Change Is In The Air

by | Sep 24, 2017 | Economy, Keith | 0 comments

“This time is different are the four most dangerous words any economist or money manager can utter.” – John Mauldin

Or politician.

Yesterday in regard to China I mentioned that change is in the air. China is not the only place that change is in the air – and it is not just North Korea and Islam and the other world crisis. History does not repeat but it does rhyme. The major nations of the world have been on a debt binge. Worldwide debt is now 327% of worldwide GDP. China and the United States have led this credit orgy. This debt has primarily inflated a few asset classes such as equities and real estate. It has not translated into wage growth, job growth or business growth in most places on the globe.

The United States and the world have been down this road before – though never to this extent. This is the greatest credit bubble in history. Ben Bernanke and now Janet Yellen assure us all that ‘this time is different’ though both admitted under oath that they did not see the 2007-2008 crisis coming and did not even recognize it as a crisis until it was well underway. That is not reassuring.

It is rather interesting that Trump, at least publicly, shows no concern while Xi in China and Putin in Russia have expressed a great deal of concern. Make of that what you will. It is akin to one of those ‘If you see this as green or blue will tell us your personality’ tests on Facebook.

Credit bubbles must continue to expand or they will pop. This is the source of Quantitative Easing (QE) and zero interest rates (ZIRP) and negative interest rates (NIRP) and liars loans and student loans and the continued lowering of credit standards required to borrow and endless gimmicks in order that the bubble continue to expand. These policies inevitably contain the seeds of disaster that will sprout forth and pop the bubble. No, it is never different.

On top of that we now have political change in the form of Trump. What ever you think of Trump’s attitude toward trade, if he were to act on his words it would certainly move us closer to popping the credit bubble. Given the social climate in the United States an economic event that will probably scale somewhere between Lehman Brothers in 2008 and Creditanstalt in 1931 would likely result in significant political change again. What that political change would look like could depend on Xi in China more than anyone else – if China drops the dollar and the credit train comes to a quick halt – watch out below. The people of the United States would have no idea how to function in a climate where the government could not simply borrow all it wished to. It is not merely that the government would have to scale back but that if the credit train comes to a stop all the Federal government would be left with would be some defense functions, the patent office and the post office – all greatly reduced.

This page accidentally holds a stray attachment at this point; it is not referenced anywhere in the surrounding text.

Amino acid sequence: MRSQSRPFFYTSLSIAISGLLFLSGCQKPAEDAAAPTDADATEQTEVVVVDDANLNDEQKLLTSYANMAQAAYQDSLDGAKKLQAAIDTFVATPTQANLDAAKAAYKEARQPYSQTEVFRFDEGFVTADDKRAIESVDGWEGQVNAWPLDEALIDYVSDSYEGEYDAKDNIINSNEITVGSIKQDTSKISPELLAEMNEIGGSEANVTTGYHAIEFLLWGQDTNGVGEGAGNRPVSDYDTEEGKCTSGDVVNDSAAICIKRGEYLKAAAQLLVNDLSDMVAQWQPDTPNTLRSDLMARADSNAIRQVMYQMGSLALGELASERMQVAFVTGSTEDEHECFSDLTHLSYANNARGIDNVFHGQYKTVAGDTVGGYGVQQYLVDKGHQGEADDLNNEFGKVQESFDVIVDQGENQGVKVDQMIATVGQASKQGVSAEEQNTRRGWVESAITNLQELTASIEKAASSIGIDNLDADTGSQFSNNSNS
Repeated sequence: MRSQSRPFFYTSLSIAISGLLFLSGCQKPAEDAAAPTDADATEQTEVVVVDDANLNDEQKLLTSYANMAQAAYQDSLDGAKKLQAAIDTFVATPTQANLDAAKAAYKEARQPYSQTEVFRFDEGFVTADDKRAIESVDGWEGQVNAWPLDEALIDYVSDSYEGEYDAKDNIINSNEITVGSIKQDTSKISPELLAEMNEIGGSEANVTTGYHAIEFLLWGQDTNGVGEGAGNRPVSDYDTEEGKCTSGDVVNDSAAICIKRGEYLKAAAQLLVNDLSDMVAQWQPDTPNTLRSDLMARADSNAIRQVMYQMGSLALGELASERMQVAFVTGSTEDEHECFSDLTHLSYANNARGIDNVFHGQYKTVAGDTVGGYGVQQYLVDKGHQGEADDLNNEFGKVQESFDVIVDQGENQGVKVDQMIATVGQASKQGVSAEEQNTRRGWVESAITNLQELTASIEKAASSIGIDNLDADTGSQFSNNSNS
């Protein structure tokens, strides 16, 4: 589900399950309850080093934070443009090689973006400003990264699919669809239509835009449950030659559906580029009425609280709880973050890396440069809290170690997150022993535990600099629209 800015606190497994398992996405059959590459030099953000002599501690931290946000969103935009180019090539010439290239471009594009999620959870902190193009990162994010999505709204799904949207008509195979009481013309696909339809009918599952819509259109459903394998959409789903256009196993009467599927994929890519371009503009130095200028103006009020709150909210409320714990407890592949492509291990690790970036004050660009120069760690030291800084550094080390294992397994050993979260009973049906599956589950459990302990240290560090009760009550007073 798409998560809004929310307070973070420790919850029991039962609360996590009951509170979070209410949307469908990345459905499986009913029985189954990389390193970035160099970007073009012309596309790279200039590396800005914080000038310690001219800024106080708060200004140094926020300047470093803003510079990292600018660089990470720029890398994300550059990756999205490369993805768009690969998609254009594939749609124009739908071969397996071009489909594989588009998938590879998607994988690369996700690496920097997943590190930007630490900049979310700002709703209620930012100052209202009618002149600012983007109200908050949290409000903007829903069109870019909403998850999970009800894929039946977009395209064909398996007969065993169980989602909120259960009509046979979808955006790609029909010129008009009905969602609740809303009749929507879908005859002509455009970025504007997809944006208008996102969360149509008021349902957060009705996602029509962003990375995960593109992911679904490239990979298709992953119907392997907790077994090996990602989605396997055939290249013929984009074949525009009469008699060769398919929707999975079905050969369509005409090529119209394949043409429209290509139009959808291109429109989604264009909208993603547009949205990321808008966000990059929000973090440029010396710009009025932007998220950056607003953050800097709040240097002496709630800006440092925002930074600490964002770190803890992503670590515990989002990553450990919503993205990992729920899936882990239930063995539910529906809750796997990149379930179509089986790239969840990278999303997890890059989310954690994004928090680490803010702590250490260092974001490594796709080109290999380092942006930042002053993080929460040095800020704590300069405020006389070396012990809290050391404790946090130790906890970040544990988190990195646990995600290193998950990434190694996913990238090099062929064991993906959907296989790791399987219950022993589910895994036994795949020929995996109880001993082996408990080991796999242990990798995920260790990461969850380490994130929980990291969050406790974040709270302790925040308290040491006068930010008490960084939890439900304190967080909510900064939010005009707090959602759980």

Pensions, home values, government social spending, jobs, retirements would all get savaged and some would never come back.

With these stakes on the table people are playing for keeps – China, Russia, the United States, Europe.

This is not to say it will be Mad Max but it will be a change in that the United States would have to redevelop an actual economy. We would no longer have what the former President of France Giscard d’Estaing once called the ‘exorbitant privilege’ of being America. For decades now the United States has possessed the ability to create dollars out of thin air and send those dollars to other countries in exchange for tangible goods. Something for nothing – the dollar as the reserve currency in this petrodollar system requires these other countries to possess those dollars in order to conduct international business – especially when purchasing energy.

In a lot of ways this system has made us fat, lazy and stupid – and given to fantasies. At some point – tomorrow, next year, ten years from now – that will inevitably come to an end.

Get ready because it is not any different this time that has been the previous times the world decided to do this – despite what Yellen, Bernanke, Krugman and Modern Monetary Theory claim.